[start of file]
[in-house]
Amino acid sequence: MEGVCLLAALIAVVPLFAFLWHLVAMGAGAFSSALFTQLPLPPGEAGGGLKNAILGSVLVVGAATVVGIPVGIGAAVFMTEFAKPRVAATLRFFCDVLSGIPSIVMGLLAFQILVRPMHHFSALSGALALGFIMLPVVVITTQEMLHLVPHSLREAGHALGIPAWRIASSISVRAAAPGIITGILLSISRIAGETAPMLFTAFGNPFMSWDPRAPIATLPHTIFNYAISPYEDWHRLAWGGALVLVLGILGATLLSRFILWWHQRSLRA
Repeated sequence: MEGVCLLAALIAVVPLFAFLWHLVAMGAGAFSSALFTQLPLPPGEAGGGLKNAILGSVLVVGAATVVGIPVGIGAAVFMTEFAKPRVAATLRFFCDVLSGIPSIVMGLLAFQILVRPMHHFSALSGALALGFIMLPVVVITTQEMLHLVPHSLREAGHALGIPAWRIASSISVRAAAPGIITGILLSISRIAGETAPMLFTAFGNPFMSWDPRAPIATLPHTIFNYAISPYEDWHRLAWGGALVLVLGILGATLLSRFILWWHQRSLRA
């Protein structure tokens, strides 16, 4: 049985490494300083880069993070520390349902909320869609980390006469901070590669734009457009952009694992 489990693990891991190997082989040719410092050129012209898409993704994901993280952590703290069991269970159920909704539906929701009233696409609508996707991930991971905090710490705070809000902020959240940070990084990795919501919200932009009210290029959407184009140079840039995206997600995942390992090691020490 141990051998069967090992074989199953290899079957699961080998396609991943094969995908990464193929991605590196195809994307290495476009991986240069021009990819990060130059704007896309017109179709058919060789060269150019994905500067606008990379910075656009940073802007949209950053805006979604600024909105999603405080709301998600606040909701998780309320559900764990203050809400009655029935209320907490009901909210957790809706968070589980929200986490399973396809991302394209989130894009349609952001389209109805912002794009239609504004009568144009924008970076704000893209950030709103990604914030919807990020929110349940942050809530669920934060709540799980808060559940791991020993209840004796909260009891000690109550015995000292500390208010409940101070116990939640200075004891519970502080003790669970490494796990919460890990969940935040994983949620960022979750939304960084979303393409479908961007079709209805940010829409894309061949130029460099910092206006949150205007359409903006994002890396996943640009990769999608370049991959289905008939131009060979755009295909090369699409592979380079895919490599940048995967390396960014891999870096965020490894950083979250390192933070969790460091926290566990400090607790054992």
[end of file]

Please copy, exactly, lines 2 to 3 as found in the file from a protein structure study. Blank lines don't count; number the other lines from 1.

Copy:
Amino acid sequence: MEGVCLLAALIAVVPLFAFLWHLVAMGAGAFSSALFTQLPLPPGEAGGGLKNAILGSVLVVGAATVVGIPVGIGAAVFMTEFAKPRVAATLRFFCDVLSGIPSIVMGLLAFQILVRPMHHFSALSGALALGFIMLPVVVITTQEMLHLVPHSLREAGHALGIPAWRIASSISVRAAAPGIITGILLSISRIAGETAPMLFTAFGNPFMSWDPRAPIATLPHTIFNYAISPYEDWHRLAWGGALVLVLGILGATLLSRFILWWHQRSLRA
Repeated sequence: MEGVCLLAALIAVVPLFAFLWHLVAMGAGAFSSALFTQLPLPPGEAGGGLKNAILGSVLVVGAATVVGIPVGIGAAVFMTEFAKPRVAATLRFFCDVLSGIPSIVMGLLAFQILVRPMHHFSALSGALALGFIMLPVVVITTQEMLHLVPHSLREAGHALGIPAWRIASSISVRAAAPGIITGILLSISRIAGETAPMLFTAFGNPFMSWDPRAPIATLPHTIFNYAISPYEDWHRLAWGGALVLVLGILGATLLSRFILWWHQRSLRA